UW Health Sports Medicine 

Lucas at Large: Gasser growing through ups and downs

Following Monday's practice, UW guard Josh Gasser grabbed a basketball and a retriever (Evan Anderson) and shot a series of jumpers from beyond the 3-point arc.

After making two out of his first four attempts from 3-point distance in the season opener, Gasser has made just one of his last 13 shots from beyond the arc.

Typical of his play so far, Gasser is confident that he will find his range soon.

"When you're only taking two or three outside shots a game making that first one is kind of crucial and that's what I've got to do,'' said Gasser, who has attempted only six 3-pointers over the last three games. "I've been struggling a little bit. But it will come back. I'm not worried about it.''

That's the type of attitude that has endeared Gasser to UW coach Bo Ryan, who has shown plenty of confidence in his true freshman. Gasser, a starter, is averaging the most minutes among Big Ten freshmen with 29 minutes of playing time per game.

So what has Gasser learned after his six-game exposure to college basketball?

"You have to think quickly - that's pretty much the main thing,'' said Gasser, who averaged a double-double in points and rebounds each of the past three years at Port Washington High School.

"Once you get the ball, you've got to go. You've got to be aggressive offensively. Even if you're struggling a little, you still have to make yourself a threat to help out Jon and Jordan.''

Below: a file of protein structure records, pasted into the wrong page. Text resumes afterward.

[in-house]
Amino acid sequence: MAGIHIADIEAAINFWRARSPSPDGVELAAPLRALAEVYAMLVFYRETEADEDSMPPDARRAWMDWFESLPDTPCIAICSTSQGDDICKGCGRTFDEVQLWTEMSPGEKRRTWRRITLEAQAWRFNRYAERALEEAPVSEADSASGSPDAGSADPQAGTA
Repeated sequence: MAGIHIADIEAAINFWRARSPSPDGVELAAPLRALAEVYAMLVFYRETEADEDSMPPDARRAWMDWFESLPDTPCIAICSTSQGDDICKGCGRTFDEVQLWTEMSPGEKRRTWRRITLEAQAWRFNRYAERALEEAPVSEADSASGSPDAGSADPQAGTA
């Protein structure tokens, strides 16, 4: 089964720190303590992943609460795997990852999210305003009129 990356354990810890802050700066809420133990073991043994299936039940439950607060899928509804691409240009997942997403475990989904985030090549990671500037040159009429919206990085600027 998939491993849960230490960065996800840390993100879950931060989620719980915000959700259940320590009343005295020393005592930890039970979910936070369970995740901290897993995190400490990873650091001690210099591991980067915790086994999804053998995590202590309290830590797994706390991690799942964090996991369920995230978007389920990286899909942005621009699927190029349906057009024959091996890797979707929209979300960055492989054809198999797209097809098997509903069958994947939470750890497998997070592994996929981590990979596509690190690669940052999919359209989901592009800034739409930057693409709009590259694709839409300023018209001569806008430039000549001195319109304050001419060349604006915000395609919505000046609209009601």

The reference was to Jon Leuer and Jordan Taylor, who are one-two in scoring. In fact, Leuer (18.2 points per game) and Taylor (13.2) are the only UW players averaging in double-digits.

"The scouting reports are focused on Jon and Jordan which obviously they should be,'' said Gasser, who's the third-leading scorer with a 9.2 average. "That leaves the rest of us more open.

"So when we get shots, we have to knock them down. When we get attacking lanes (to the basket), we have to take advantage of that, too.''

Like most first-year players, Gasser is adjusting to how each game is being officiated. "Some games they let you play a little bit and it's physical,'' he said. "Sometimes they call it a little tighter.''

The biggest adjustment for Gasser has come at the defensive end.

"Guys are so much quicker and stronger and athletic, so you can't take a play off and you always have to be alert,'' Gasser said. "Guards are crashing the boards hard so you have to find a body.''

That's one area where Gasser has excelled. He's averaging 5.5 rebounds.

Gasser's resolve will be put to the test Wednesday night against North Carolina State which features two very highly touted freshmen guards, 6-foot-5 Lorenzo Brown and 6-1 Ryan Harrow.

Brown leads the Wolfpack in points, minutes, assists and steals.

Gasser's learning curve will be accelerated. But he has been preparing for it.

That's why he was putting up those extra shots after Monday's practice.